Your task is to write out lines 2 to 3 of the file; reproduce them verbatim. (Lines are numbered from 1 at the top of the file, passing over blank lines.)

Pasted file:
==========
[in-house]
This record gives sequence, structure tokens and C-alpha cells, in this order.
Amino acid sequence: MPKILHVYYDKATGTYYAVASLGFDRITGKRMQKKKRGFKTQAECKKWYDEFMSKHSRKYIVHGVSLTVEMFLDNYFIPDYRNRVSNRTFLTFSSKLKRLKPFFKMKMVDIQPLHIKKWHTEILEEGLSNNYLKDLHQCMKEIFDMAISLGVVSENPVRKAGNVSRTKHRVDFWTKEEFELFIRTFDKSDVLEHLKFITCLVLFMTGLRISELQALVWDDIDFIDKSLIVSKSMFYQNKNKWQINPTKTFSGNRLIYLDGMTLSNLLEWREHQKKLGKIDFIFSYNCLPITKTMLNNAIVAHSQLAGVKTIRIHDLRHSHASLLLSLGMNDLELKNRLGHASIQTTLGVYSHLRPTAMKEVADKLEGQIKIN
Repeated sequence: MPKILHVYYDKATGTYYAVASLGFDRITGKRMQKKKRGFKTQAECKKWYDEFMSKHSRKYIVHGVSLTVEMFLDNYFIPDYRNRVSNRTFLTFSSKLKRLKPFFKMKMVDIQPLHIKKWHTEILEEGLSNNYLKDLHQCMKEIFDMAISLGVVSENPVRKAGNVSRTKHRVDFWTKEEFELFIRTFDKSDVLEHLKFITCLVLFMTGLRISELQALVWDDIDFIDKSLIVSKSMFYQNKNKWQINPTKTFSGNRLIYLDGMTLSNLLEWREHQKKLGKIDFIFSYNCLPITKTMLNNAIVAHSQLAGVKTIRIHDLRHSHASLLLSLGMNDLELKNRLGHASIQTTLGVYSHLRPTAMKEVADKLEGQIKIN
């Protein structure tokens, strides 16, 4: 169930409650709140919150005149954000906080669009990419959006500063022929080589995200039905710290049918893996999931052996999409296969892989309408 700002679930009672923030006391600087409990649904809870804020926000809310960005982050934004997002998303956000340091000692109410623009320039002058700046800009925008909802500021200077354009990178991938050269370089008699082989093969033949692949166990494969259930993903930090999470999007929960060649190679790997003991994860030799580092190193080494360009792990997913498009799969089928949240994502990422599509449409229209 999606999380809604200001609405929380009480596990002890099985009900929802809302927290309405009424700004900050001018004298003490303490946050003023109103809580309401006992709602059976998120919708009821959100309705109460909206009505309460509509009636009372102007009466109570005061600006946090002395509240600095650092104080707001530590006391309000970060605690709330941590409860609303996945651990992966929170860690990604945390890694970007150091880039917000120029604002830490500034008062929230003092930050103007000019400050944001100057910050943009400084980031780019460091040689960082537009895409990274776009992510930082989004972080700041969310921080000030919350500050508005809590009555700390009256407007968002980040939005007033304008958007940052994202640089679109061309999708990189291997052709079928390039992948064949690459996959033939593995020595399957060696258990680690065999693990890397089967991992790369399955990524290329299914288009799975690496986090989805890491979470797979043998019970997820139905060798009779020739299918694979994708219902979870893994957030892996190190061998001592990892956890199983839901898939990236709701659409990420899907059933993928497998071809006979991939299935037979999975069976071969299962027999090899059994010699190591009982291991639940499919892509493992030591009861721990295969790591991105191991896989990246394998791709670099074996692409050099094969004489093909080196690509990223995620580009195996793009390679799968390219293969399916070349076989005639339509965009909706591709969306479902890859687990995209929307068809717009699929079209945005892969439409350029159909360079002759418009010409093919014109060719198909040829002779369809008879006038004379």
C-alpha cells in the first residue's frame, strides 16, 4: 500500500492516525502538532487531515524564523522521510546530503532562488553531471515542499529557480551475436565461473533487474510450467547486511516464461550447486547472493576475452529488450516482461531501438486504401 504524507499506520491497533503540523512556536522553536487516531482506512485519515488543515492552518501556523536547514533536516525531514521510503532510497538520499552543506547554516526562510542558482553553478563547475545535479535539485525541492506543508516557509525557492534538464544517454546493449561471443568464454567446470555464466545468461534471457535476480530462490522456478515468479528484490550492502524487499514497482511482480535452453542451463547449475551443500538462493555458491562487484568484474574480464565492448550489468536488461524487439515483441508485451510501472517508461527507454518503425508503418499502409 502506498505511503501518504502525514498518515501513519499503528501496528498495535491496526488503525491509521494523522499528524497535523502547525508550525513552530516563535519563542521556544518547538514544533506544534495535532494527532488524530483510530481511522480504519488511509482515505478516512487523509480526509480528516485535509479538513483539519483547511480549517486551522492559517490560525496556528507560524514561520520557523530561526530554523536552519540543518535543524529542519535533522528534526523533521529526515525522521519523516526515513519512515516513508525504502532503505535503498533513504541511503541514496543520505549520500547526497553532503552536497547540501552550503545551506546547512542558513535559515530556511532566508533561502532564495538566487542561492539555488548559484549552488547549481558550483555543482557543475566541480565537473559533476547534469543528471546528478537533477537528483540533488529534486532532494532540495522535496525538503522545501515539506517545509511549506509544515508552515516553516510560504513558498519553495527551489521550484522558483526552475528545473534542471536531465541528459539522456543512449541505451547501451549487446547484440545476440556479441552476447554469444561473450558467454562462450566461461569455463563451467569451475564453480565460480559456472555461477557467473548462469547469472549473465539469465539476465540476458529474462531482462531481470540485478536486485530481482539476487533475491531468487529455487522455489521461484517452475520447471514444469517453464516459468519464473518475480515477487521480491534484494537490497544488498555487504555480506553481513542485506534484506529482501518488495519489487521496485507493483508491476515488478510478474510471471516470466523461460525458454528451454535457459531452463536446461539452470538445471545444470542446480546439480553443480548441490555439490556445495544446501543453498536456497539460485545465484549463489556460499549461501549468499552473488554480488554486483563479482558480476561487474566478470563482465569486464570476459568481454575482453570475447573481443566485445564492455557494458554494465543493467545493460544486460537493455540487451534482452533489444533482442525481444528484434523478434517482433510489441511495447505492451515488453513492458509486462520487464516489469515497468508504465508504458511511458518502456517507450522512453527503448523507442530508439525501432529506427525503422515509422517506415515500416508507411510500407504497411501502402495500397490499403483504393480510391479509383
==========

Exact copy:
This record gives sequence, structure tokens and C-alpha cells, in this order.
Amino acid sequence: MPKILHVYYDKATGTYYAVASLGFDRITGKRMQKKKRGFKTQAECKKWYDEFMSKHSRKYIVHGVSLTVEMFLDNYFIPDYRNRVSNRTFLTFSSKLKRLKPFFKMKMVDIQPLHIKKWHTEILEEGLSNNYLKDLHQCMKEIFDMAISLGVVSENPVRKAGNVSRTKHRVDFWTKEEFELFIRTFDKSDVLEHLKFITCLVLFMTGLRISELQALVWDDIDFIDKSLIVSKSMFYQNKNKWQINPTKTFSGNRLIYLDGMTLSNLLEWREHQKKLGKIDFIFSYNCLPITKTMLNNAIVAHSQLAGVKTIRIHDLRHSHASLLLSLGMNDLELKNRLGHASIQTTLGVYSHLRPTAMKEVADKLEGQIKIN